Last spring, I was inspired to create an Easter nest cake with a delicate, whimsical touch. I enjoy the pastel, colorful trappings of eggs and flowers that fill our feeds and tickle our eyes when we walk down the holiday isles at the store. However, I couldn’t help but bring into this cake my love of blush colors and golden hues.
As with most of these kind of projects, I get an idea stuck in my head and find myself hyper-focused on it until it becomes reality (or some version of it). Then I look back at it and wonder where the heck this came from and if I’ll ever feel that motivated again. Haha! Usually the urge will hit again, though it might take a few months for the memory of a messy kitchen to grow foggy in my mind. Then comes another wild hair. But having a little gallery of photos reminding me of the thrill I felt and the work I invested makes it worth it. That’s why I decided to blog about it, even a year after the fact. I’m proud of the effort I made, and maybe if I post pictures that will be enough, and I won’t feel like I need to go make another one!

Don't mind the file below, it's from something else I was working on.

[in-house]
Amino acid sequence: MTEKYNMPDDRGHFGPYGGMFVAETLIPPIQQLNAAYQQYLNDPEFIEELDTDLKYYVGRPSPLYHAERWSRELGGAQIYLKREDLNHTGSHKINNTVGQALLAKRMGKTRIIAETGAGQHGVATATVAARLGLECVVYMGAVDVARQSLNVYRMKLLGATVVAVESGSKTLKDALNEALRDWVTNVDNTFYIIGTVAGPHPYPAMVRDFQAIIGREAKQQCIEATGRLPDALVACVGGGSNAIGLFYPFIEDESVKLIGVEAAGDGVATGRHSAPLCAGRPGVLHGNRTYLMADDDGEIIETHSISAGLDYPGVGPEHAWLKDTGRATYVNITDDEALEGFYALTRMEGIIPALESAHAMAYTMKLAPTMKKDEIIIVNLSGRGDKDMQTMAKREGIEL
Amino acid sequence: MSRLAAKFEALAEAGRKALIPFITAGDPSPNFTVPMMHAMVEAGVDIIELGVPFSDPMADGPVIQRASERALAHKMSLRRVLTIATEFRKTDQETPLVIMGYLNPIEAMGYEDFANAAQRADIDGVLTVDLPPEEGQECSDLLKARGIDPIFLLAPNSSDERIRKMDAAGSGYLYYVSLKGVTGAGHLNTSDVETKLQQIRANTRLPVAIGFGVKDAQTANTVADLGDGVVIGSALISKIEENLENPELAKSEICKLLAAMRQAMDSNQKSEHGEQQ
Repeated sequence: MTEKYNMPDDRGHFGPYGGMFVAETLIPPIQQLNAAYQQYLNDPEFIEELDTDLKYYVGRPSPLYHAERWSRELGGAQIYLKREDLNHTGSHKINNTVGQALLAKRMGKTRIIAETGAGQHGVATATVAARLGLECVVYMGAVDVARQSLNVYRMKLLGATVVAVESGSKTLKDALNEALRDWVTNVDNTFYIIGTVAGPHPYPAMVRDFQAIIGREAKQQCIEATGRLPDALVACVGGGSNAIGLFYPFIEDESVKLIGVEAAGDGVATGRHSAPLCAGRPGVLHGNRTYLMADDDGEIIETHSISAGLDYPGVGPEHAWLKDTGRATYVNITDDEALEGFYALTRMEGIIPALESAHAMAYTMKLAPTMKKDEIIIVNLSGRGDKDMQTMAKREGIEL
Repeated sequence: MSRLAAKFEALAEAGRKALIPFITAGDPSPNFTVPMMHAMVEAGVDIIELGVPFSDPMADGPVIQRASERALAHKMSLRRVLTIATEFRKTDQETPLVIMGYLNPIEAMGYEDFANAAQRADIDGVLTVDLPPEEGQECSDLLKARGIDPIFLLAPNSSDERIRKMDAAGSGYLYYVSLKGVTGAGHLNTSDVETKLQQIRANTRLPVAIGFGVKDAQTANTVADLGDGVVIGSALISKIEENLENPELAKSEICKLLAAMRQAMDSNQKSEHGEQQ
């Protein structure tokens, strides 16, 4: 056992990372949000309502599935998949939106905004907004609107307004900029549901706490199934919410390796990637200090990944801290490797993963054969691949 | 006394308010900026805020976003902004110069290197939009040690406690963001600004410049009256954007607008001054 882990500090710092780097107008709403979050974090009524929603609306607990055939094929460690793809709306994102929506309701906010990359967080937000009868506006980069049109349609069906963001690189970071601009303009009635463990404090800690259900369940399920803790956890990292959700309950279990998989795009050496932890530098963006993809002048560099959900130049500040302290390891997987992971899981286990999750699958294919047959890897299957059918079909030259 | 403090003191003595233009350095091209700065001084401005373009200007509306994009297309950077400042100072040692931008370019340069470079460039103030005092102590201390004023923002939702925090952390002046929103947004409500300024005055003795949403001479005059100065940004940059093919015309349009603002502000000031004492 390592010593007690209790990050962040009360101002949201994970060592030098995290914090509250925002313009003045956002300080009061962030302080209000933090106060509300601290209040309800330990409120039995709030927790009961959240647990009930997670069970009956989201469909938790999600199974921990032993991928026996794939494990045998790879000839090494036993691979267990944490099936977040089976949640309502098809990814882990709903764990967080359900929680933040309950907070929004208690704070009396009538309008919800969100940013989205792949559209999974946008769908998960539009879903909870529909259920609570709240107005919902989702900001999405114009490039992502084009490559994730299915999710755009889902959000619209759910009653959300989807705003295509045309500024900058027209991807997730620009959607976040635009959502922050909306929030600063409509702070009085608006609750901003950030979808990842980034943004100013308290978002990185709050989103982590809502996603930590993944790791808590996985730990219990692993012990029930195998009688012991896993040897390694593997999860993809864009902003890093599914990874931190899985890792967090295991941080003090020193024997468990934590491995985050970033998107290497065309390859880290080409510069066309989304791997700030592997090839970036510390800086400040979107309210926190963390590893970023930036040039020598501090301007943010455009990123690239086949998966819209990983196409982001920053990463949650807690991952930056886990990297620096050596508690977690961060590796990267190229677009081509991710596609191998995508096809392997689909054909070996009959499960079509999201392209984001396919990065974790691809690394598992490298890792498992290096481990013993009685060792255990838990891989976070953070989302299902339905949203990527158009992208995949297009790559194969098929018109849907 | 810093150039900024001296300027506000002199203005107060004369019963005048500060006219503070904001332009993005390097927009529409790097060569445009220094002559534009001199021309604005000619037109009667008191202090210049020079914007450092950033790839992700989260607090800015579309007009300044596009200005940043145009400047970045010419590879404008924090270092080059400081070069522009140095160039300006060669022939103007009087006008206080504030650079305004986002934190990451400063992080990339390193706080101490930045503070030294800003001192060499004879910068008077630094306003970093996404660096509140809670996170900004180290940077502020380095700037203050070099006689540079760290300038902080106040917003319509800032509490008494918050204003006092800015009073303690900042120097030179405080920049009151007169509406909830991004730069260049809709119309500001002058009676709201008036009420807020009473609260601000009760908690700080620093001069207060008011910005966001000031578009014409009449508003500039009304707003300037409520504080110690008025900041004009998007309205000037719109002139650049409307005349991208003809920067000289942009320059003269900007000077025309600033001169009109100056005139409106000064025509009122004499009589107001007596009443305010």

Hand-painted Cadbury mini eggs
I thought I would run through a few of the elements of this cake and how I created them. I’ve already published a post that runs through my process for painting the eggs. You can find that here: Hand-painted mini eggs
I created the feathers with tempered white chocolate using a method similar to this one. Here is another helpful video for working with chocolate. I used white chocolate, but added gel food coloring to achieve the colors I was wanting.
Basically you use a knife, dip a flat edge in the chocolate and gently press it to parchment paper and pull it directly up, then down toward the end to create the shaft of the feather. If you want the feathers to have a curled shape, rest the parchment on a bent or curved surface to cool. (there are molds for this, but I just created a “ditch” using items in my vicinity and nestled the parchment into it). Once the chocolate cools, use a thin paring knife, heated a bit, to carefully create notches in the edges of the feathers. It is easier if you can put the feathers in the fridge first.
Spun sugar nest
I created the nest using spun sugar that I gathered and shaped. This is the technique I used. https://www.youtube.com/watch?v=_h9-sJUleyA
The final product:
A whimsical Easter nest cake with a spun sugar nest, decorated with feathers and mini eggs. You’ll notice I also used some extras to decorate cupcakes with the same colored eggs, feathers, and some extra spun sugar.